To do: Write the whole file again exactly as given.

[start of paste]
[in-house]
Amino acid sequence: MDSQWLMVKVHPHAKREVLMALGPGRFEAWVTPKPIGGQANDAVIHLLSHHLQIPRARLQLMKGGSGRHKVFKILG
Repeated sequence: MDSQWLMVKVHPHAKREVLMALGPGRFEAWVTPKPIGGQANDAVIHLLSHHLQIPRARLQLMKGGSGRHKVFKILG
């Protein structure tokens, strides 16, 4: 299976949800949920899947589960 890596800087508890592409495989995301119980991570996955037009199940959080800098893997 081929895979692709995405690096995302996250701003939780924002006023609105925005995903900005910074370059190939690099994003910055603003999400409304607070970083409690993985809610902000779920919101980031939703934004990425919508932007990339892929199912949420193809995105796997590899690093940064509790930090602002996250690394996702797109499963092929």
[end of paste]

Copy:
[in-house]
Amino acid sequence: MDSQWLMVKVHPHAKREVLMALGPGRFEAWVTPKPIGGQANDAVIHLLSHHLQIPRARLQLMKGGSGRHKVFKILG
Repeated sequence: MDSQWLMVKVHPHAKREVLMALGPGRFEAWVTPKPIGGQANDAVIHLLSHHLQIPRARLQLMKGGSGRHKVFKILG
């Protein structure tokens, strides 16, 4: 299976949800949920899947589960 890596800087508890592409495989995301119980991570996955037009199940959080800098893997 081929895979692709995405690096995302996250701003939780924002006023609105925005995903900005910074370059190939690099994003910055603003999400409304607070970083409690993985809610902000779920919101980031939703934004990425919508932007990339892929199912949420193809995105796997590899690093940064509790930090602002996250690394996702797109499963092929």